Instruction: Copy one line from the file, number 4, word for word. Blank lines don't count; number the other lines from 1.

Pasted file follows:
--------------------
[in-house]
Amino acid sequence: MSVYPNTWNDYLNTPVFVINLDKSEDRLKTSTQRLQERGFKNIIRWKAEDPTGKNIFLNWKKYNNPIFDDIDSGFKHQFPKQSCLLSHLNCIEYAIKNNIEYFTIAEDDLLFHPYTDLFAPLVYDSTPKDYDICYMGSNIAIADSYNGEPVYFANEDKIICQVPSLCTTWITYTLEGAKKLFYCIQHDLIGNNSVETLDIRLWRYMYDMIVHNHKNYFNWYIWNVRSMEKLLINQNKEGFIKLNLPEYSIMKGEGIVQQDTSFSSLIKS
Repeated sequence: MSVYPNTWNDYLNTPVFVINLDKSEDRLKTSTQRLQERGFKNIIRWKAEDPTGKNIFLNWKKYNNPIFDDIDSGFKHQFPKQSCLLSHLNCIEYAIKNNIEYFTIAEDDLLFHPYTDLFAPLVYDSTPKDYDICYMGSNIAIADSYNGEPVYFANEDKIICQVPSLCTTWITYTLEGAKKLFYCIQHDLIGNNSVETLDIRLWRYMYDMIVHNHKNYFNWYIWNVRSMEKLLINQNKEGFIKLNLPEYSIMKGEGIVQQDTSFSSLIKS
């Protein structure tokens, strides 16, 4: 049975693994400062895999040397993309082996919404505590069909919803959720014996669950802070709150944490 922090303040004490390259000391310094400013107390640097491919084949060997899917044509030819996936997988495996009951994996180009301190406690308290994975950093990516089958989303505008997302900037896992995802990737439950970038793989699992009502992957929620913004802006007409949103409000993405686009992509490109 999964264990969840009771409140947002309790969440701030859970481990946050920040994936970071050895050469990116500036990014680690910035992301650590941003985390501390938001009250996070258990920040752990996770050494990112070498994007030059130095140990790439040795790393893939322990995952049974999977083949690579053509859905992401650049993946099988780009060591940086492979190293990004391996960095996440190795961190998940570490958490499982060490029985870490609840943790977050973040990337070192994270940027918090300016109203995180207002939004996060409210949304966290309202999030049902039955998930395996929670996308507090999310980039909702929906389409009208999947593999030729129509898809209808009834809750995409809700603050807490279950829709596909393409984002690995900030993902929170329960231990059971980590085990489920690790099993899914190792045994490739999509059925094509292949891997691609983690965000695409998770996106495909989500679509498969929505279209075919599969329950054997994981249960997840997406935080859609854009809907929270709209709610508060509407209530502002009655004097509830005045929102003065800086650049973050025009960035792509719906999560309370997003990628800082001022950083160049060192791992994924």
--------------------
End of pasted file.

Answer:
């Protein structure tokens, strides 16, 4: 049975693994400062895999040397993309082996919404505590069909919803959720014996669950802070709150944490 922090303040004490390259000391310094400013107390640097491919084949060997899917044509030819996936997988495996009951994996180009301190406690308290994975950093990516089958989303505008997302900037896992995802990737439950970038793989699992009502992957929620913004802006007409949103409000993405686009992509490109 999964264990969840009771409140947002309790969440701030859970481990946050920040994936970071050895050469990116500036990014680690910035992301650590941003985390501390938001009250996070258990920040752990996770050494990112070498994007030059130095140990790439040795790393893939322990995952049974999977083949690579053509859905992401650049993946099988780009060591940086492979190293990004391996960095996440190795961190998940570490958490499982060490029985870490609840943790977050973040990337070192994270940027918090300016109203995180207002939004996060409210949304966290309202999030049902039955998930395996929670996308507090999310980039909702929906389409009208999947593999030729129509898809209808009834809750995409809700603050807490279950829709596909393409984002690995900030993902929170329960231990059971980590085990489920690790099993899914190792045994490739999509059925094509292949891997691609983690965000695409998770996106495909989500679509498969929505279209075919599969329950054997994981249960997840997406935080859609854009809907929270709209709610508060509407209530502002009655004097509830005045929102003065800086650049973050025009960035792509719906999560309370997003990628800082001022950083160049060192791992994924």